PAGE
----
SALES AND/OR AIRPLAY
I haven’t written that often, but I read you faithfully every week.
To me, the Hot 100 seems to favor downloaded sales more than airplay. I know that sales and airplay are compiled together in a point system, but does airplay carry lesser weight?
I know radio play is tracked by a reliable company that has been used for over 10 years and that you get a more accurate reading of what’s being played, but I can’t understand how a song that is getting moderate airplay could overturn a song that the listening public has already crowned No. 1.
Single sales had all but been erased from the scene until last year and now that you can download them for 99 cents, it’s become a matter of whether you can sell enough copies that week to become No. 1.
I believe the reason no song has been No. 1 more than five weeks this year is because there is not a lot of airplay for that song (scratch “Check on It” and “Bad Day”).
Love your column and your knowledge for the music that is universal to us all.
Thanks for being a faithful reader; I really do appreciate that.
You’re correct that the Hot 100 is compiled by combining sales and airplay data. That has been true since the chart was introduced in August 1958. Over the years, some No. 1 songs were strong in sales and airplay; others were stronger in one or the other. Because Billboard didn’t publish component sales and airplay charts, it was not possible to tell which hits were stronger in which areas.
Shortly before new technology was introduced to the Billboard charts in 1991, those component charts started appearing in the magazine. Then it was easy to see where songs’ strengths were.
I don’t know how old you are, but if you are a younger Billboard reader, you may not remember a time when sales played such an important role in compiling the chart. Once sales started diminishing, the influence of sales on chart position also diminished — naturally.
I think that is why you don’t understand how records that sell well but don’t have a lot of airplay can perform well on the chart.
I’ve said it many times, but each week’s chart positions depend on how the numbers add up. The easiest way to reach No. 1 is to have a lot of sales and a lot of airplay. A harder way is to only be strong in one area but it’s not impossible.
We have a good example this week. Even though “Hips Don’t Lie” by Shakira featuring Wyclef Jean is strong in sales and airplay, Taylor Hicks’ “Do I Make You Proud” sold enough singles to debut at No. 1 even though “Proud” has minimal airplay. The sales numbers for Taylor’s single are so overwhelming that when the numbers are added up, “Proud” comes out on top. Most of the sales for “Proud” came from CD singles, not digital downloads, so Taylor got to No. 1 the old-fashioned way (but a way that works!).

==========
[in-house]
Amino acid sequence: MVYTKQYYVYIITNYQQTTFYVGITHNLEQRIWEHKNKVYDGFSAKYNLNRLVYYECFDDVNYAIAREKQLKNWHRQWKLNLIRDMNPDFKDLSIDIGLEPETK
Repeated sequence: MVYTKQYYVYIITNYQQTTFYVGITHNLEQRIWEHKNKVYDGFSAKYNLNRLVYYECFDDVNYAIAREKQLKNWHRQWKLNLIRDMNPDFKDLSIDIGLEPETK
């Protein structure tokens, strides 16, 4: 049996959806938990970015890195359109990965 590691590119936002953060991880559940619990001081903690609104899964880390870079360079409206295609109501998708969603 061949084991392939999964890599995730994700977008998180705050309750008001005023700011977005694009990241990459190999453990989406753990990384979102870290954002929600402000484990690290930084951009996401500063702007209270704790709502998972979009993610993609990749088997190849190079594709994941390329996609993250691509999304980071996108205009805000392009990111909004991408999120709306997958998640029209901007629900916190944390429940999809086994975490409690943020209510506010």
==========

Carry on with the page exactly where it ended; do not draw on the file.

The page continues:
‘HIPS’ DIPS; HICKS KICKS
I’m curious to know how Taylor Hicks is No. 1 this week when “Hips Don’t Lie” by Shakira featuring Wyclef Jean is still experiencing massive radio airplay and sales. I know that Hicks sold a tremendous amount of singles this week, but “Do I Make You Proud” has garnered little to no airplay. Do singles sales count for 50% and radio airplay for 50% of the Hot 100, or do sales carry more weight?
Part of the answer to your question can be found in the above e-mail, but since you asked about sales and airplay percentages, I thought your letter deserved a spot in this week’s Chart Beat Chat.
It’s a misconception that sales and airplay each make up a specific percentage of a song’s total points. More accurately, sales and airplay points are added together, and the totals decide position on the Hot 100.
You can then determine what percentage of each song’s total points comes from airplay, and what percentage comes from sales. For example, a single like Taylor Hicks’ “Do I Make You Proud” might chart with a point total that is 95% sales and 5% airplay (that’s hypothetical, not the actual breakdown). On the other hand, a song like “Dèjá Vu” by Beyoncé featuring Jay-Z has a point total this week that comes 100% from airplay because there was no single available for sale, either as a download or a physical CD single.
It’s possible to be No. 1 solely on sales or solely on airplay if the numbers in either column are so massive, as the sales figures are this week for Hicks.
LET’S ‘GET TOGETHER’ ON THIS CHART NEWS
Now that Madonna’s “Get Together” hit No. 1 on the Hot Dance Club Play chart, how many No. 1s does that make for her and why was there no mention of it in Chart Beat?
Thanks for the years of enjoyment.
“Get Together” was Madonna’s 36th No. 1 on the Club Play chart. She has owned the record for the most No. 1s on this chart for a long time so this wasn’t the biggest news of the week – which is probably why it wasn’t in Chart Beat.
However, I know Madonna has many fans and many of them read my columns, so it was worth a mention and should have been included last week. We shouldn’t take her for granted just because she makes going to No. 1 on the Club Play chart look so easy.
THIS QUESTION RINGS A…
Thanks as always for your Chart Beat patrol.
Quick question in regards to your column note on Arista: Wasn’t Barry Manilow’s “Mandy” the first No. 1 hit for the label?
I know it seems like that would be correct. The truth is Barry Manilow was already signed to Bell Records when Clive Davis was asked to head up the label. Clive changed the name to Arista and pared the roster, but he kept Barry. “Mandy” was issued on the Bell label before the name change.
You’ll get a different story from Clive, who says he formed Arista as a new label but, no matter what, “Mandy” was the sixth and final No. 1 on the Bell imprint.